By Todd Johnson
How much can you say about a three inning start? And it’s not like the game was on MiLB.TV, either. Thankfully, radio saved the day to report the debut of the Cubs’ first round pick Brendon Little.
For starters, Brendon Little used only 35 pitches in his debut. However, he did struggle with his control in the first two innings. His fastball sat between 91-95 with 92 and 93 the mean speeds. He did throw a curve but had trouble controlling it in the first two innings. He gave up three runs on the short night, but he also got the debut out of the way after not pitching in a game for over two months.
The first inning was not a debut to remember. After giving up an infield single and a pop up, he picked off the runner. Then, Little’s control left him with two outs. He walked the next batter, hit a guy, threw a wild pitch and forgot to cover home. An RBI single followed and the inning ended on a 6-3 ground out.
You would think that with all that action, that his pitch count was extremely high. Despite all the drama, he only threw 17 pitches. I like it when pitchers are efficient but Little was having trouble getting his curve over.
In the second, Little gave up a leadoff homer. The next pitch was a screaming liner caught by third baseman Austin Filiere. That would be the last hard hit ball of the night. He got two more grounders and used only 11 pitches total in the inning.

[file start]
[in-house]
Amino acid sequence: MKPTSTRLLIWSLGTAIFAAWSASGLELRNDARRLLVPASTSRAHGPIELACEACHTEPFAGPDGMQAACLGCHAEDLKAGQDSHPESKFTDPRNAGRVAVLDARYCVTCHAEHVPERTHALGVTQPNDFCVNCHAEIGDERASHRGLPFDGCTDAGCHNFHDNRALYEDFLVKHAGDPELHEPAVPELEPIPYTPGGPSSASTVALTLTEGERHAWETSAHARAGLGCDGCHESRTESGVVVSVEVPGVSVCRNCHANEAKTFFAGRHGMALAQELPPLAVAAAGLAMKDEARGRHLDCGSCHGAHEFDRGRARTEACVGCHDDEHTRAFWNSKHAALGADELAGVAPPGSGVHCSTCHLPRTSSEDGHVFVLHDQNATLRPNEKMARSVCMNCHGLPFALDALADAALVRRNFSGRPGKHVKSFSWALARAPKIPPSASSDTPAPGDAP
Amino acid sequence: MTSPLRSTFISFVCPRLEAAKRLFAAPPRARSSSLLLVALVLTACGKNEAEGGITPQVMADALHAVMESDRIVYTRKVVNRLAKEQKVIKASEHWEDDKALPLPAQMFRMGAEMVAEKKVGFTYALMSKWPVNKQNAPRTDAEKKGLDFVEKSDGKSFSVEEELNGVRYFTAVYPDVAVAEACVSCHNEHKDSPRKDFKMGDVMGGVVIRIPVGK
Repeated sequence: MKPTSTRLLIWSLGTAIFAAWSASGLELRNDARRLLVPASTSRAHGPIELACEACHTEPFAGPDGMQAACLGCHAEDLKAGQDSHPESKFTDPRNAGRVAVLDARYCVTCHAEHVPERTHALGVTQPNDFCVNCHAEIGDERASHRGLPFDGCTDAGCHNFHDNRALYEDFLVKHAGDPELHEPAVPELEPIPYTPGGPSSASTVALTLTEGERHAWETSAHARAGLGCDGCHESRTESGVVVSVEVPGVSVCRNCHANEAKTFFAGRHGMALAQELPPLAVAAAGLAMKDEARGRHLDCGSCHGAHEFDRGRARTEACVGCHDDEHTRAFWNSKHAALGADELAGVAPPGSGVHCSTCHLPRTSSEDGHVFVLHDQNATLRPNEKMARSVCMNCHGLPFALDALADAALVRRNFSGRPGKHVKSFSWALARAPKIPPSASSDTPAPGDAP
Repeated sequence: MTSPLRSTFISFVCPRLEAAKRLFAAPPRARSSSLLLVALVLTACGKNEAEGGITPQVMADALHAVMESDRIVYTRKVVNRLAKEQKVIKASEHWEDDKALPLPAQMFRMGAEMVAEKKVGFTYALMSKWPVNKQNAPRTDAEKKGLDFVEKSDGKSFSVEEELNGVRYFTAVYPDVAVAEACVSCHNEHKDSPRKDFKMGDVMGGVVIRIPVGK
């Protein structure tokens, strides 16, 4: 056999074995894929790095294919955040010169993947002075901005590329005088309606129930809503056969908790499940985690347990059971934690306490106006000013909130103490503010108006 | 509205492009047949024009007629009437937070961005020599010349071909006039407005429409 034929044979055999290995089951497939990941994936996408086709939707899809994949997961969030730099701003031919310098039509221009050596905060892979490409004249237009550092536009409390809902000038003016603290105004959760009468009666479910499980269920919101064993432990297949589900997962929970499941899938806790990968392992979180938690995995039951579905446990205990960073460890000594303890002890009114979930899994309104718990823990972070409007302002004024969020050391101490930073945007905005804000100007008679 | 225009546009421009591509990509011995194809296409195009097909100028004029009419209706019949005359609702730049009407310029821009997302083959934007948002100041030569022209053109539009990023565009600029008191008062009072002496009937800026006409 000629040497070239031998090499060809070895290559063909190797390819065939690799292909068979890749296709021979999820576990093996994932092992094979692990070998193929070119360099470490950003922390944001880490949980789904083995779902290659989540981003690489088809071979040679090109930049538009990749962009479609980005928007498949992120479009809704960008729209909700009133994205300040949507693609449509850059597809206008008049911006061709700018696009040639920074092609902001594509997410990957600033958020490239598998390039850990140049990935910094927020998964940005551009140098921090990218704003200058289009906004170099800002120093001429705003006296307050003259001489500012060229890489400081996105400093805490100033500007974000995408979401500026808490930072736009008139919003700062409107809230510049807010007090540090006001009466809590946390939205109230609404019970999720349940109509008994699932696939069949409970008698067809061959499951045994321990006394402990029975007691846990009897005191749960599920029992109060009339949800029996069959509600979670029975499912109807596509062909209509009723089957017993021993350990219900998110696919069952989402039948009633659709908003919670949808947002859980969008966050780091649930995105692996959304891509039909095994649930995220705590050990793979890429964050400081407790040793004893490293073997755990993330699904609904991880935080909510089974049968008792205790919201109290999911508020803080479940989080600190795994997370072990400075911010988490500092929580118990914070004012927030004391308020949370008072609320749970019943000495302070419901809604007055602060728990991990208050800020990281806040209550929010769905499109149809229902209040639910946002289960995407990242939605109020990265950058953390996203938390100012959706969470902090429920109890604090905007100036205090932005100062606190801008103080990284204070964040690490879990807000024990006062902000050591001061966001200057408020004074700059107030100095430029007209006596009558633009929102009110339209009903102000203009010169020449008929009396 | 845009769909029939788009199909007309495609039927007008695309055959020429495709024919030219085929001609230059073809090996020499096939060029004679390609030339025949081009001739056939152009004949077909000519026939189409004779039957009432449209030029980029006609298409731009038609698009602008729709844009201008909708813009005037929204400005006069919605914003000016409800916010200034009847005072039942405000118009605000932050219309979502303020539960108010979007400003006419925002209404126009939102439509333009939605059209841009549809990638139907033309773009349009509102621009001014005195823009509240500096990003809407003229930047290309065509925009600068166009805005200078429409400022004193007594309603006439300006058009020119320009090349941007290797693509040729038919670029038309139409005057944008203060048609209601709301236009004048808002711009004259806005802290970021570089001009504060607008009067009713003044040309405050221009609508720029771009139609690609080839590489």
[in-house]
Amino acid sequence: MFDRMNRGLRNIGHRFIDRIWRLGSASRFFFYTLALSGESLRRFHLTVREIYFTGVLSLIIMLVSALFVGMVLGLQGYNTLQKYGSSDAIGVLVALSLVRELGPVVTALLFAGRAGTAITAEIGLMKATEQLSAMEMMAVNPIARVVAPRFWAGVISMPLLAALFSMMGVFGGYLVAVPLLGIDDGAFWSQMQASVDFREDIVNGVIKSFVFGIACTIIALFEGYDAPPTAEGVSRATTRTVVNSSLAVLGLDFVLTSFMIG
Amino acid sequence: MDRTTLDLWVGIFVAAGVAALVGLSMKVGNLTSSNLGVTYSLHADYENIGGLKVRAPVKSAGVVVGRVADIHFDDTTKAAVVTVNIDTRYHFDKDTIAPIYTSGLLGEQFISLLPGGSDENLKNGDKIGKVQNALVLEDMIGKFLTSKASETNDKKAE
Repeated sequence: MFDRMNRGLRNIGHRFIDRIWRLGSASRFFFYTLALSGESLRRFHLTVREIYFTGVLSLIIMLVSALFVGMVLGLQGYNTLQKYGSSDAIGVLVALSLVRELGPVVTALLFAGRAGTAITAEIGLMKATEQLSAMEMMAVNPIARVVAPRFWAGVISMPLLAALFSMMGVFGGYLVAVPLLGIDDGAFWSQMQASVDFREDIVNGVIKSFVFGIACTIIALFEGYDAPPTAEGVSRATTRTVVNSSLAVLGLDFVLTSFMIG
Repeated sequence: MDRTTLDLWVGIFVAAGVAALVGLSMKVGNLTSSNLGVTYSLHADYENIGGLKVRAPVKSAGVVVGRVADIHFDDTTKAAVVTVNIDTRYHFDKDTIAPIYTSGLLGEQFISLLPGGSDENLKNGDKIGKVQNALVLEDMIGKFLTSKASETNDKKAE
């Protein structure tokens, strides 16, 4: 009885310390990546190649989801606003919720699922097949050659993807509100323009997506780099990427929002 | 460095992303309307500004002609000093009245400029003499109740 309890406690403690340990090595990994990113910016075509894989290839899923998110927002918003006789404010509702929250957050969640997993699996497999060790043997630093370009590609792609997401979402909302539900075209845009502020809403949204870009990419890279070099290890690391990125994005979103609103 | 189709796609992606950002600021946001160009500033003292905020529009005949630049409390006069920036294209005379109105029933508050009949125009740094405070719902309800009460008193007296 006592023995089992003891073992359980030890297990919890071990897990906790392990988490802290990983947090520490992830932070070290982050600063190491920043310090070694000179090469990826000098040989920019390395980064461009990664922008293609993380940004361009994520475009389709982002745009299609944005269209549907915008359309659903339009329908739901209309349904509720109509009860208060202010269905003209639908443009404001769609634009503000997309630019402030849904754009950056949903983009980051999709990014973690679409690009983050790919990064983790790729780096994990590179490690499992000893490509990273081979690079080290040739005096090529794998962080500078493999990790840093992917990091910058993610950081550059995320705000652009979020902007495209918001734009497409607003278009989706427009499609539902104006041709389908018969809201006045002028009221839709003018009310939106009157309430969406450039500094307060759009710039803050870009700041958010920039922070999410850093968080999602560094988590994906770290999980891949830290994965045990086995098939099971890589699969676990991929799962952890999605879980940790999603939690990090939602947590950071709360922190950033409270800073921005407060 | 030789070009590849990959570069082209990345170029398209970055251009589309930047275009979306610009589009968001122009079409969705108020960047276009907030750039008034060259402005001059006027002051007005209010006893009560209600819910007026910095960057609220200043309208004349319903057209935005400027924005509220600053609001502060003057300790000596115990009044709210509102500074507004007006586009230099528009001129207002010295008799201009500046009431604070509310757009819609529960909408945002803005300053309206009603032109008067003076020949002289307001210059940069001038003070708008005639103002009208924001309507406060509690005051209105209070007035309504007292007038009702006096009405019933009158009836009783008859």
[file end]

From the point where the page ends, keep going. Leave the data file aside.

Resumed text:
The third inning would be his final inning. He used only 7 pitches and got his first strikeout and it was on the curve he had trouble locating earlier in the night.
Little’s next start should happen late next week. Unfortunately, the Emeralds will be on the road (no TV) after the the Northwest League has its all-star break next Monday through Wednesday.
— Luis Ramirez (@LuisRamirez10) July 26, 2017
If you want to take away anything from his start, take these:
1. He throws in the mid-90s.
2. He works efficiently.
3. It’s going to take some time to get back in the swing of things.
4. He’s only going to go 3 innings a start after throwing 80+ in college this spring.
5. Don’t expect him to be brilliant every night.
6. Expect him to learn every night.